On this day in 1931, President Herbert Hoover signed into law a bill making The Star Spangled Banner the national anthem of the United States. The lyrics were taken from a poem by attorney Francis Scott Key who was inspired to write after witnessing the Royal Navy’s bombardment of Fort McHenry while on board ship in Baltimore Harbor during the night of September 13-14, 1814. The bombardment was part of the Chesapeake Campaign during the War of 1812, the same campaign that had earlier resulted in the burning of Washington.
The poem, while immediately popular, and shortly afterwards set to music to a popular tune, was not the immediate choice for a national anthem. Serious congressional consideration of the matter only occurred during World War I when a joint resolution was introduced by Representative Louis T. McFadden in April 1918. During the next almost 13 years five additional bills would be introduced before H.R. 14, sponsored by Representative John Linthicum of Maryland, was finally approved by both the House and the Senate and presented to the president for his approval.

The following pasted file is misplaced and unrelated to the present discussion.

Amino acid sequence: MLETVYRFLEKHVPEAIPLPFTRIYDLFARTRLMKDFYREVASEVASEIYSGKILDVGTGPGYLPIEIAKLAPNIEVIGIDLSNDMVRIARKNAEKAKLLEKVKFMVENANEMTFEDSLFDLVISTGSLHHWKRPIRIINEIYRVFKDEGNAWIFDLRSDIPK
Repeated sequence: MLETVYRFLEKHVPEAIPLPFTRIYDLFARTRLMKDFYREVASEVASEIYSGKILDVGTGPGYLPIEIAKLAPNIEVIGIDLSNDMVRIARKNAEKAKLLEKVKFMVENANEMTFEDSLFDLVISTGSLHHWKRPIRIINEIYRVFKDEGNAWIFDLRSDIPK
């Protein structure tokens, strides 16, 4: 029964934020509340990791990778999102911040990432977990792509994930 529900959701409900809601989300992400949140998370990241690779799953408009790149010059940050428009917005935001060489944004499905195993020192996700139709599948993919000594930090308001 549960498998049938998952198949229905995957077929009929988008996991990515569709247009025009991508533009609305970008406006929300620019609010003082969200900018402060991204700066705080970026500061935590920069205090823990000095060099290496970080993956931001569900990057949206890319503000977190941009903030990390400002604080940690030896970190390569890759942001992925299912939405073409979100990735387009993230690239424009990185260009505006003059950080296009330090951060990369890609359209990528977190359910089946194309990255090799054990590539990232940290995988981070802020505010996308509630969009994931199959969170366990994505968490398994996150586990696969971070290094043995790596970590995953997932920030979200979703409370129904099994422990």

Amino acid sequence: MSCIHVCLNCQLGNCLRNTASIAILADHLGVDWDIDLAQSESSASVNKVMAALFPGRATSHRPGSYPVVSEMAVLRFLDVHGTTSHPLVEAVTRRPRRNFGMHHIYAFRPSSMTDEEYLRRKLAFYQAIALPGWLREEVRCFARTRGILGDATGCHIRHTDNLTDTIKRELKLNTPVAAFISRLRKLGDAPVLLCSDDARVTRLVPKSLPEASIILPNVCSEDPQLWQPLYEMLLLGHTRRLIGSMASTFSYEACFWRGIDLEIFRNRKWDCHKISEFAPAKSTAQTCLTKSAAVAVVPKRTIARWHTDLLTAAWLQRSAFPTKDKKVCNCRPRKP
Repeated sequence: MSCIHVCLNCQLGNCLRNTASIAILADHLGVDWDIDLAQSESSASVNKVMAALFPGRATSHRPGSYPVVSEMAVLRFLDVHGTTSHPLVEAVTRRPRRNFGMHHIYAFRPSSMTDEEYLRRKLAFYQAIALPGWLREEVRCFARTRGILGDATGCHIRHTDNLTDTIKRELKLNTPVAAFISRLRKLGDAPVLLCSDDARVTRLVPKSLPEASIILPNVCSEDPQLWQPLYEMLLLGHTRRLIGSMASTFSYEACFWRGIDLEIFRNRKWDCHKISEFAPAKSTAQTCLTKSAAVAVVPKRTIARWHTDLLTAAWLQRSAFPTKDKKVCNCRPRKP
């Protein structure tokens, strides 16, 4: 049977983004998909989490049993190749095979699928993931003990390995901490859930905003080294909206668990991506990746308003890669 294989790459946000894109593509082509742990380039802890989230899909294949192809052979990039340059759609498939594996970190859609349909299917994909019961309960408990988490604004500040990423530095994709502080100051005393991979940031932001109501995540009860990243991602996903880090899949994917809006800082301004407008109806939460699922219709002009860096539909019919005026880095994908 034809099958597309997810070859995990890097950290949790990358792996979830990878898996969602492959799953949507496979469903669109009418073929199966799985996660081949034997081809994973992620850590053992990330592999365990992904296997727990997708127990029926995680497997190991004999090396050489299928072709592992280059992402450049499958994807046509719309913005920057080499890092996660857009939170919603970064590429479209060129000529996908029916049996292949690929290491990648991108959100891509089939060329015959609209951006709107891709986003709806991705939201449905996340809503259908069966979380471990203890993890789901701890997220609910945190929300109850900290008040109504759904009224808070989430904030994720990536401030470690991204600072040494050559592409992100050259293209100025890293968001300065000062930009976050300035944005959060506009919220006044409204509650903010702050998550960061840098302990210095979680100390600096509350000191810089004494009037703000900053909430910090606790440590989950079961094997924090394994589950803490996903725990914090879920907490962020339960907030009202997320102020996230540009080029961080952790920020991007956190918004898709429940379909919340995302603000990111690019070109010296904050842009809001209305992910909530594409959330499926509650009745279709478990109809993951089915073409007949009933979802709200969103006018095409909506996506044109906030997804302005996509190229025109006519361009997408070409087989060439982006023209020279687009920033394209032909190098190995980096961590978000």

The flag that flew over Ft. McHenry and inspired Key is housed in a special display area at the Smithsonian Institution’s National Museum of American History. In the first years of this century scientists and technicians performed an extensive conservation project on the flag to preserve it for all Americans to see in its third century.